Working the Waters of Time, Part I

The waters surrounding Long Island are rich, not just with bounty, but also with history. And they’re particularly rich with adventure and folklore, especially for those who hazard to navigate her depths.
The late Captain Carmine Marinaccio, a charter boat captain from Long Beach, shared one close call for a Prohibition-era Freeport man:

Jack Combs, a burly bayman, and his partner, “One Arm Charlie,” shared a bay house in the Haunts Creek area. He and his friend had converted their booze into cash and deposited it for safe-keeping in a cigar box hidden under a cot. By the time they returned the next day, the extra high tide had soaked their $5s, $10s and $20s into a wad. Jack hastily went to town and returned with a box of thumbtacks. The two had just finished tacking the money on the walls to dry when federal marshals, guns in hand, kicked the door open and, gaping at the money hanging on the wall, shouted:

“You’re under arrest!”

“What for?” Jack stuttered.

“Possession of alcoholic beverages,” came the answer.

“W, w, we only got money! No booze,” Jack protested. “Ain’t against the law to have money.”

“You have a point,” admitted the officer, “we’ll be watching you.” And with that, he left.

The end of Prohibition and the Great Depression later brought new changes to Long Island, which profoundly affected those who worked the waters. But these will be covered in part two of this Long Island saga. This, part one, begins at the beginning.

The first Long Island watermen were Native Americans who grew corn and vegetables while harvesting clams, oysters and other shellfish. They later taught the colonial settlers their traditions, ushering in a maritime heritage that has been passed down to today. But the first major maritime industry on Long Island was whaling, an endeavor that employed captains, mates, boat builders and shipwrights.

Many of these men were free and enslaved Africans and Native Americans who used dories and skiffs built by local boat builders. They sailed along the South Shore to capture the majestic sperm whales and right whales that were once common here—an industry that was not for the fainthearted. Deaths were common, as were tragedies on the high seas. Ships would capsize, sickness onboard was widespread and ships would run aground, as happened to Circassian off the shores of Southampton in 1876, killing 10 Native American whalemen.

In the mid-1800s the industry began to decline as the whale population decreased and kerosene started to replace whale oil. Long Islanders turned to catching fish and shellfish, which were plentiful in the bays, estuaries and offshore. Baymen and fishermen used a variety of approaches and tools to harvest fish and shellfish, some which have changed very little in the last century.

The techniques were often hyper-local. In small harbors and bays they used tongs and rakes to harvest clams, oysters and scallops. These were designed and crafted by local blacksmiths like Theodore Bedell of Freeport. But don’t think “tongs” like the ones in your ice bucket or salad bowl. A tong is a set of tall poles attached to rectangular iron rakes that allowed the baymen to stand in their boats while searching for shellfish. They also built winkle “pots” to harvest conch—these were square wooden traps with a small stake in the middle to secure the bait. Baymen combed the bottom with hand-pulled rakes—long poles attached to a metal or iron “basket” that scooped up shellfish, especially bay scallops, which brought high prices at the Fulton Fish Market (now the South Street Seaport).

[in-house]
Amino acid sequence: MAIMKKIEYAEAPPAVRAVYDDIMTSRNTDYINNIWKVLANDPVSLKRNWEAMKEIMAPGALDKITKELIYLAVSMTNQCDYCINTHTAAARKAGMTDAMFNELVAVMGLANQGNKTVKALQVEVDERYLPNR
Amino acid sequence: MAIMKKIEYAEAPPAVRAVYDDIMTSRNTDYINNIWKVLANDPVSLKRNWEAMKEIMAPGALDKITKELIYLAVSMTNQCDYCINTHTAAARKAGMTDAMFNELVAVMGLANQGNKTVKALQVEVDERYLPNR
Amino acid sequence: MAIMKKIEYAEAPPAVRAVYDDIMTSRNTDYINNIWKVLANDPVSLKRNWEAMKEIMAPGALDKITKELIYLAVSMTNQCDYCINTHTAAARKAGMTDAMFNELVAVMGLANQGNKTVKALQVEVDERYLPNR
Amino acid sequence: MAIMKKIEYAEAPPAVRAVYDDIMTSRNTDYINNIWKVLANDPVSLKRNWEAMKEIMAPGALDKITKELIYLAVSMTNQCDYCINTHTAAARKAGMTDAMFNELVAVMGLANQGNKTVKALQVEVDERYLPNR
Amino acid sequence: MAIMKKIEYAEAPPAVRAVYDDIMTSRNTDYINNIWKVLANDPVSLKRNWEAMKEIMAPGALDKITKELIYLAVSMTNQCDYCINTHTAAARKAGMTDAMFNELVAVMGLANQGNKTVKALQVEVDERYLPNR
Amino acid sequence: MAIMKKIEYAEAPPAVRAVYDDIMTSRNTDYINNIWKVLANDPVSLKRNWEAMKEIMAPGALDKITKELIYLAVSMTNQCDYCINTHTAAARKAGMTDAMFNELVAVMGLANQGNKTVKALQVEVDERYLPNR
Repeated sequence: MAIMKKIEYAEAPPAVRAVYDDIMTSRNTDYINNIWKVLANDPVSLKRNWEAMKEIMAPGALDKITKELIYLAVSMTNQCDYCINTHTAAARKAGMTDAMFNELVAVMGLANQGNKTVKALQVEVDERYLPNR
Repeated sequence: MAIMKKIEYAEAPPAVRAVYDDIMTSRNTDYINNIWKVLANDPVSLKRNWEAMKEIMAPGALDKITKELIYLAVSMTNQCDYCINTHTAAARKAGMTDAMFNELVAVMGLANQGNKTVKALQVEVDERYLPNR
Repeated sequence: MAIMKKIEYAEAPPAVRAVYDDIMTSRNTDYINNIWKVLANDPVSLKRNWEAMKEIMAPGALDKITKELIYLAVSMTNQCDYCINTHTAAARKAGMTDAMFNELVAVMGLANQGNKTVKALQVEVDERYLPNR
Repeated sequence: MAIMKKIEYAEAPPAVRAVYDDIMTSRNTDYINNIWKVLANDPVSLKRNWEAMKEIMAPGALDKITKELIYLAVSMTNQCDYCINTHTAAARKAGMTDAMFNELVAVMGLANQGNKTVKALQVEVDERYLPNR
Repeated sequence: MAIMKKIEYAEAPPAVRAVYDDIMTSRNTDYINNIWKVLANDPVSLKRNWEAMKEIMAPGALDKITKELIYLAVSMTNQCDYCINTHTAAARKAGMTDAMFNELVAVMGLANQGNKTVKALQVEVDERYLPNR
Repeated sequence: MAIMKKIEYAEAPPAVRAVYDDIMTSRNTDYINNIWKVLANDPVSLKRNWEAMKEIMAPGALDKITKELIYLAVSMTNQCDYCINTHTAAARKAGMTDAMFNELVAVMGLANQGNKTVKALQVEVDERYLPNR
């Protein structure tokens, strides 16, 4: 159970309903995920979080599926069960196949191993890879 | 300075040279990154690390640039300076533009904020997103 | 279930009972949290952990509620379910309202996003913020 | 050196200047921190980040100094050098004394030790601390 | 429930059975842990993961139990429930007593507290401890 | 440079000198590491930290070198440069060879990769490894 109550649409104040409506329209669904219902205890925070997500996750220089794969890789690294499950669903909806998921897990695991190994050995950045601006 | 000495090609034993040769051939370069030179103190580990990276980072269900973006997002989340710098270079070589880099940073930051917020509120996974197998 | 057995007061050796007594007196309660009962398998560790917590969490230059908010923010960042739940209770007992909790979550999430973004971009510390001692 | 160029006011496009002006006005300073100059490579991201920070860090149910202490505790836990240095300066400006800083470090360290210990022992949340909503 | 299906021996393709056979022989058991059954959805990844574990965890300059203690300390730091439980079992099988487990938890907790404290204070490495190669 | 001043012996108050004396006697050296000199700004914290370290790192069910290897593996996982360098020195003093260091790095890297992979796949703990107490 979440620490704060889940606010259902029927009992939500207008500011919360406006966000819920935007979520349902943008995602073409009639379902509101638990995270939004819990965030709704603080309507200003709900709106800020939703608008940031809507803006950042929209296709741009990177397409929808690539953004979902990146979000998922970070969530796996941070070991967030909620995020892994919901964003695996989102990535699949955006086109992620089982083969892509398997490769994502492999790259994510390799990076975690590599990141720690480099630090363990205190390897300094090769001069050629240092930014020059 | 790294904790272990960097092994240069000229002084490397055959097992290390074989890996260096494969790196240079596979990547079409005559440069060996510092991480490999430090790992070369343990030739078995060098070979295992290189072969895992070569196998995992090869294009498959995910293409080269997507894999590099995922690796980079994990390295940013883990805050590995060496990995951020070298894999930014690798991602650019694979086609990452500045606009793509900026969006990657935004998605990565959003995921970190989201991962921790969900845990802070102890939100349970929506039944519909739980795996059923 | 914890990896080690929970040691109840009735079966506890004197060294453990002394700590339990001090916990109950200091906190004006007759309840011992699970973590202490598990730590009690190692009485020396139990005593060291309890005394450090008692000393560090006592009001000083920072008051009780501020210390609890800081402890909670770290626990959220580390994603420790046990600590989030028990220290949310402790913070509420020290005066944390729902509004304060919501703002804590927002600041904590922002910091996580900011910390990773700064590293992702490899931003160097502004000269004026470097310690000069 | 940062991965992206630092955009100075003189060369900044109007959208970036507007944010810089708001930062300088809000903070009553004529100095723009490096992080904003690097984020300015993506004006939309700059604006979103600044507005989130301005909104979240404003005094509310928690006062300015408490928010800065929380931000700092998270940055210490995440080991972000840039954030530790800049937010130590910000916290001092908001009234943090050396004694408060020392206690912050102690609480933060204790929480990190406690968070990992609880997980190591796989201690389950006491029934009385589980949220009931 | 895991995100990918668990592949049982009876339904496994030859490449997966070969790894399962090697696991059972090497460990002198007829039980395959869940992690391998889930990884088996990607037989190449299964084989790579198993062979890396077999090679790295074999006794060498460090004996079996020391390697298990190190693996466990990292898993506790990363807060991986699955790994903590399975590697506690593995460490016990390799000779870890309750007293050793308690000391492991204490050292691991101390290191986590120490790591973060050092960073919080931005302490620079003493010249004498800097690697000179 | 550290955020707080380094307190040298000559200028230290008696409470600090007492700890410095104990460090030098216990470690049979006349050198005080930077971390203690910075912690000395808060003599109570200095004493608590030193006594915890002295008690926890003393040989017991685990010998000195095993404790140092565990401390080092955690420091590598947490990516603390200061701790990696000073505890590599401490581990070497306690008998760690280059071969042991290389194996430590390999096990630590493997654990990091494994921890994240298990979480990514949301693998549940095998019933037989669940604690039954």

Beginning in the winter most baymen harvested shellfish, carving holes in the thick ice and using tongs and rakes to extract the valuable bivalves. When the ice thawed they turned to fishing, planting “pound nets” in the bays. (A pound net is a complex series of poles connected by netting which creates a maze to trap fish.) Offshore dories and skiffs pulled their handmade fyke, seine and trawler nets along the beaches, catching striped bass, fluke and flounder, mackerel and squid. Fishermen also used “longlines” to catch cod and other fish, using “skimmer” clams harvested near shore as bait.

In the mid-19th century, sport fishing was on the rise. The development of the LIRR brought the early weekend warriors out to the island for vacations and fishermen began taking sportsmen for day and weekend excursions. These men hunted wildfowl as well as fish. It’s interesting to consider that our early fishing culture influenced tourism as well as other industries—enterprising businessmen began building hotels on the marshlands to accommodate the trend. Early hotels in the area included the Greenhouse near Jones Beach and the Wawayanda club near Captree Island in Great South Bay. The hunters used a variety of watercraft including gunnin’ boats and cat boats in the shallow bays during the winter when fishing opportunities were limited. Most baymen and market gunners carved their own decoys for hunting, but they also began crafting “show” decoys to sell to their customers, some are worth thousands of dollars today.

Baymen also built bay houses on both the North and South Shore marshlands—small wood-framed structures with pole foundations that were used during salt hay harvesting (fodder for livestock during the winter). The baymen would go clamming and oystering on the beds near their shacks in the winter and set pound nets for fishing during the spring, summer and fall. They dried their fishing nets on large “net reels,” a common sight on Long Island for over 100 years.

In the late-19th century immigrants from Italy, Scandinavia and the Mediterranean came to Long Island and found work alongside the baymen in Freeport, Bay Shore and other South Shore fishing communities in western Suffolk and Nassau Counties. It is this story of various walks of life coming together that created the modern fishing industry we know today.